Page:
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Further right, St. Michael, holding the balance by its large central ring, probably owes much of his appearance to the medieval stage. His feet are bare, but as at South Leigh the feathered leggings he wears have come straight from a medieval players property list.
Most remarkable of all here though is the devil at the lower right, who wields a long hooked pole in an attempt to pull down the counterbalancing basket, thus competing directly with the Virgin for the soul (photo, right). Much care and ingenuity has been lavished on the fantastic appearance of this devil, who is a composite of various animal characteristics.
A lizard-like head has a crest and two finny protruberances probably intended for ears. What seems to be an eye is huge, and despite the generally reptilian aspect, the mouth gapes like a birds beak - the Hell-mouth at Great Harrowden is broadly similar. The claws, especially on the gigantic feet, have also come from a bird, and a final imaginative touch is provided by a foxs brush as a tail.
For most medieval people, the theology behind these intentionally repellent physiognomies would have its source in contemporary drama. In the Tanners Play of the Creation from the York Mystery Cycle, Lucifer relishes his original glorious appearance - I am favoured and fair and figured full fit/The form of all fairness upon me is fast... But after his challenge to God and the consequent Fall of the Rebel Angels, all is changed: Now I am loathliest, alas, that ere was so light/My brightness is blackest of hue now¹... Thus does the epitome of perfection that was Lucifer become the extreme of imperfection, best understood by medieval countryfolk as a monstrously unnatural mixture of different elements - birds feet, a newts head, a foxs tail. And the lower the animal - the frog, the toad, the newt - the more appropriate.²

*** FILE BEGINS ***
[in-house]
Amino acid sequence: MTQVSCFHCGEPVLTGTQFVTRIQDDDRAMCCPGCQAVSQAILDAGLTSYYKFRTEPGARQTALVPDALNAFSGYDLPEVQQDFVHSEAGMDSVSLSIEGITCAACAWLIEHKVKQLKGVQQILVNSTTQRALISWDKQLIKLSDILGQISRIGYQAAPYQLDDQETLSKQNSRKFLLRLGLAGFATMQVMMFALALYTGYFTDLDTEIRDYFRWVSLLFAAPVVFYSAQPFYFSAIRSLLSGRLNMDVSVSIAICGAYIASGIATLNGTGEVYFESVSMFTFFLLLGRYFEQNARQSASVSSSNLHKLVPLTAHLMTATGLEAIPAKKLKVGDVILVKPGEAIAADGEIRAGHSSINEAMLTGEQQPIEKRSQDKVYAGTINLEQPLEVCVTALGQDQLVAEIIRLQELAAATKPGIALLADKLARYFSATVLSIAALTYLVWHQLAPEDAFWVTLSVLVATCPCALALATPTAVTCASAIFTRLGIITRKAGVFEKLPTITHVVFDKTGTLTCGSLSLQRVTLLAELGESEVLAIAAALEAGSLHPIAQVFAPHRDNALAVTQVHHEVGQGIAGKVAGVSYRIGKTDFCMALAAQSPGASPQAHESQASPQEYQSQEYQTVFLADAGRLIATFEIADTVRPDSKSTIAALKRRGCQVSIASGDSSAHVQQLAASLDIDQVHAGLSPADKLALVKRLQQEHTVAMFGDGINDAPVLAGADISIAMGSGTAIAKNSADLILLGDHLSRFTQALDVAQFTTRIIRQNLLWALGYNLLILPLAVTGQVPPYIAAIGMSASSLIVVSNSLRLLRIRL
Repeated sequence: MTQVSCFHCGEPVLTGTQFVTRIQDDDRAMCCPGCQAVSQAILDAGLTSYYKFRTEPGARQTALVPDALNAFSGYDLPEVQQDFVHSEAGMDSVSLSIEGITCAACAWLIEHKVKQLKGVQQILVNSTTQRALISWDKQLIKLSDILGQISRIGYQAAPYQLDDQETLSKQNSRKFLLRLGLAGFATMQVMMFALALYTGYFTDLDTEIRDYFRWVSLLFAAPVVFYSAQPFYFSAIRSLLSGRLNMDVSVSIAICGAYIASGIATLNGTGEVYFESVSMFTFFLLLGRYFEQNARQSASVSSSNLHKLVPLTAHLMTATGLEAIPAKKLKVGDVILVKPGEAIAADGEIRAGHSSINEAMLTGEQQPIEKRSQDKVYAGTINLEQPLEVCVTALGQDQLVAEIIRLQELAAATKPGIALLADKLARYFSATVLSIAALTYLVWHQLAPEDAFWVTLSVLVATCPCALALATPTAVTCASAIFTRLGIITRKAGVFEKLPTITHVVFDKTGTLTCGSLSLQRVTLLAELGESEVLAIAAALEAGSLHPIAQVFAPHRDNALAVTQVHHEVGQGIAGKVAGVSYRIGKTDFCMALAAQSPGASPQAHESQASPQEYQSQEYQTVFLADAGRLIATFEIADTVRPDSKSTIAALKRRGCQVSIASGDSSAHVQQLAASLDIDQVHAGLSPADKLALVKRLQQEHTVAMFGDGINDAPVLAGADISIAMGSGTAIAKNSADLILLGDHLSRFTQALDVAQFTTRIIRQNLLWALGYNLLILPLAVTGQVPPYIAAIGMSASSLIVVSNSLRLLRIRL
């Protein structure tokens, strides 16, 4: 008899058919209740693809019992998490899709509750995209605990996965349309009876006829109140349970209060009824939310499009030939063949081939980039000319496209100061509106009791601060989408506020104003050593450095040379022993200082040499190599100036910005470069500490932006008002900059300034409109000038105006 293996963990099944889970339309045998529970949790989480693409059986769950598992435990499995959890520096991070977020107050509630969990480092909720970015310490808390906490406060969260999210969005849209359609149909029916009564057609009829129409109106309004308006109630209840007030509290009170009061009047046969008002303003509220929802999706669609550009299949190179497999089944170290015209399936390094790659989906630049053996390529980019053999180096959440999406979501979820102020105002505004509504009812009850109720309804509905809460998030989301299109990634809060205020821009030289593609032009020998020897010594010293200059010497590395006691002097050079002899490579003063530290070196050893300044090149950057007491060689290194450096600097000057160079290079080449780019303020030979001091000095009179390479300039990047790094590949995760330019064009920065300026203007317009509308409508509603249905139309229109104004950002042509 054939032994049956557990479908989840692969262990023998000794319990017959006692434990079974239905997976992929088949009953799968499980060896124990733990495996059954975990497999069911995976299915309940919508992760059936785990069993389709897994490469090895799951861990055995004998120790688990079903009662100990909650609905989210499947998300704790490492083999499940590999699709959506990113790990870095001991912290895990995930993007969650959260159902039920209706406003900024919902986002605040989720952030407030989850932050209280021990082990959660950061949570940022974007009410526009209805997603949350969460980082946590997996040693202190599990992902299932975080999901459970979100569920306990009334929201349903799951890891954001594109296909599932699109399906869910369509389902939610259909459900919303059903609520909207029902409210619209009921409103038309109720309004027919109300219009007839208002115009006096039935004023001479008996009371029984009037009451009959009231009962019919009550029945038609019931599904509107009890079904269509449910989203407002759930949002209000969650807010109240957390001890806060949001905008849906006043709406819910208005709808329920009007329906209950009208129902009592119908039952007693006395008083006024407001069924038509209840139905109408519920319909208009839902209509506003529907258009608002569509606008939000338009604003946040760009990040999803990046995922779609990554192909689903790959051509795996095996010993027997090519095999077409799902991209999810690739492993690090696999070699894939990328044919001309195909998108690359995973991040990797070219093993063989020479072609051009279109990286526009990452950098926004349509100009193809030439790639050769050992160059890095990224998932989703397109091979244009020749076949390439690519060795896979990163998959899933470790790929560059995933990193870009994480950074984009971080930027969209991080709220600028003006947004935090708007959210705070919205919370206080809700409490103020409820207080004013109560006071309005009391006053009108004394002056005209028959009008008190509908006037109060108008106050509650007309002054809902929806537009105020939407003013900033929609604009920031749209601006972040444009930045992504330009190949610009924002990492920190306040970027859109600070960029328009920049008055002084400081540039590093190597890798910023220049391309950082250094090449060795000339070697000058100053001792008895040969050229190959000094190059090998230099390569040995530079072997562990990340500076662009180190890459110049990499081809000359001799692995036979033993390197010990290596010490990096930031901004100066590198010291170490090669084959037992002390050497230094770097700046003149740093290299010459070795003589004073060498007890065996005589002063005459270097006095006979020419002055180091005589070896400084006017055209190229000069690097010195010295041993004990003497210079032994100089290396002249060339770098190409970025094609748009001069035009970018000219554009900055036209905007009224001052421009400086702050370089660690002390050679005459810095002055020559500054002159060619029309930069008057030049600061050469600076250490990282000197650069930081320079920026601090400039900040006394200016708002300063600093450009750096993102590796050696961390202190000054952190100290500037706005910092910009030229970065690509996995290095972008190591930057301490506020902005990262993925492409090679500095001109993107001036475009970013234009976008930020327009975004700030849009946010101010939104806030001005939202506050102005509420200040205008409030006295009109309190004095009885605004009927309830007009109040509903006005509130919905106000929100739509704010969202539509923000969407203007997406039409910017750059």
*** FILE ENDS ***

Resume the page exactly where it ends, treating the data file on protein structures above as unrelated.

The other paintings at Bartlow - the head and shoulders of a very fine but very late St. Christopher, and a fragment of a St. George & the Dragon, will be here in due course.
¹ The York Cycle of Mystery Plays : The Tannours, JS Purvis, SPCK, 1957, p.17, 18
² It was believed throughout the Middle Ages and beyond that such creatures were spontaneously generated in the mud of their habitat.
Website of St. Marys, Bartlow
|Ashampstead, Berkshire||Attleborough, Norfolk (Christ in Majesty)||Bacton, Suffolk||Bartlow, Cambridgeshire (Weighing)||Beckley, Oxfordshire||Bishopsbourne, Kent (Weighing)|
|Blyth, Nottinghamshire||Bradfield, Norfolk||Broughton, Bucks.||Broughton, Cambs||Catherington, Hampshire (Weighing)||Chelsworth, Suffolk|
|Chesterton, Cambs.||Corby Glen, Lincs||Coventry (Holy Trinity Church), Warwickshire||Croughton, Northants (Weighing) NEW||Dauntsey, Wiltshire NEW||Flamstead, Herts.|
|Great Harrowden, Beds||Great Shelford, Cambridgeshire||Houghton Conquest, Beds (Christ in Majesty)||Ickleton, Cambs.||Lenham, Kent (Weighing) NEW||Marston Moreteyne, Beds|
|Marton, Cheshire||Newington-next-Sittingbourne, Kent||North Cove, Suffolk||Oddington, Gloucestershire||Pickworth, Lincs||Potter Heigham, Norfolk|
|Rotherfield, E.Sussex (Doom)||Rotherfield, E. Sussex (Weighing)||Salisbury, Wilts||Slapton, Northants (Weighing)||South Leigh, Oxon (Doom)|
|South Leigh, Oxon (Weighing)||Stoke-by-Clare, Suffolk||Stratford-On-Avon, the Guild chapel, Warwickshire NEW||Wenhaston, Suffolk||West Somerton, Norfolk||Widford, Herts|
|Wissington, Suffolk||Yaxley, Suffolk|
© Anne Marshall 2002